A website at the centre of a "cyberbullying" tragedy has described the death of a teenage girl as a "true tragedy" and promised to work with police investigating the incident.
Hannah Smith, 14, died on Friday after being "cyberbullied" on website ask.fm, her father Dave said. The question-and-answer site allows users to send messages to one another without their identity being disclosed.
Hannah, from Lutterworth, Leicestershire, was found dead in her bedroom by her sister after being cruelly taunted by online bullies, Mr Smith said.
A spokeswoman for ask.fm said the company encourages users to report any instances of abuse. She said in a statement: "Hannah Smith's death is a true tragedy; we would like to convey our deepest condolences to her family and friends.
"We have reached out to the Leicestershire police and would be happy to co-operate with their investigation into the true circumstances of her suicide.
"Ask.fm actively encourages our users and their parents to report any incidences of bullying, either by using the in-site reporting button, or via our contact page. All reports are read by our team of moderators to ensure that genuine concerns are heard and acted upon immediately - and we always remove content reported to us that violates our terms of service."
Mr Smith, 45, has called on Prime Minister David Cameron to put regulations in place on social networking websites such as ask.fm, where users can be anonymous, to try to prevent another tragedy. He is urging the authorities to close down the site, and those like it, after stumbling across cruel taunts from so-called "trolls" which he said drove his daughter to take her own life.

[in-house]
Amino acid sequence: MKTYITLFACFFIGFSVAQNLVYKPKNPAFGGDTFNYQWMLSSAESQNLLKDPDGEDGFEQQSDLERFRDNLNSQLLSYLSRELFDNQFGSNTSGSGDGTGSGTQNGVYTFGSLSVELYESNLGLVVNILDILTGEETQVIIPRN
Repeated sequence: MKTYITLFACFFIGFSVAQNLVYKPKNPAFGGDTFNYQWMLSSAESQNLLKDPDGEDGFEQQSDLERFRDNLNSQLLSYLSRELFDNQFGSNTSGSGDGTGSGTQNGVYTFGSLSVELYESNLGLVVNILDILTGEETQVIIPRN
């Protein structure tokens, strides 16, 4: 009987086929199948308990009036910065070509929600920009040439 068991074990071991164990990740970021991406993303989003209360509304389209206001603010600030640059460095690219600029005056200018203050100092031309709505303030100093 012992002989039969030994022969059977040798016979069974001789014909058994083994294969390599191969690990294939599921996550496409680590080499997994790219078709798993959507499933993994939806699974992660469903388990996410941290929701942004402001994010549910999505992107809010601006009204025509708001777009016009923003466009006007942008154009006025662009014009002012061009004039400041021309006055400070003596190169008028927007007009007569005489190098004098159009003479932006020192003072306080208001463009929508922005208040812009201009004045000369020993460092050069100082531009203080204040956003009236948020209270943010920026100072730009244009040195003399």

Mr Smith, a lorry driver, told the Leicester Mercury: "Websites like this are bullying websites because people can be anonymous. If I had not spoken up about this, another teenager could be dead next week. Ask.fm and sites like these are making millions out of people's misery and it is wrong.
"I would appeal to David Cameron as a Prime Minister and a father to look at this to make sure these sites are properly regulated so bullying of vulnerable people like my daughter cannot take place. I don't want other parents to go through what I am going through."
The tragic teenager had completed her final year at the school and was looking to transfer to Lutterworth College in August.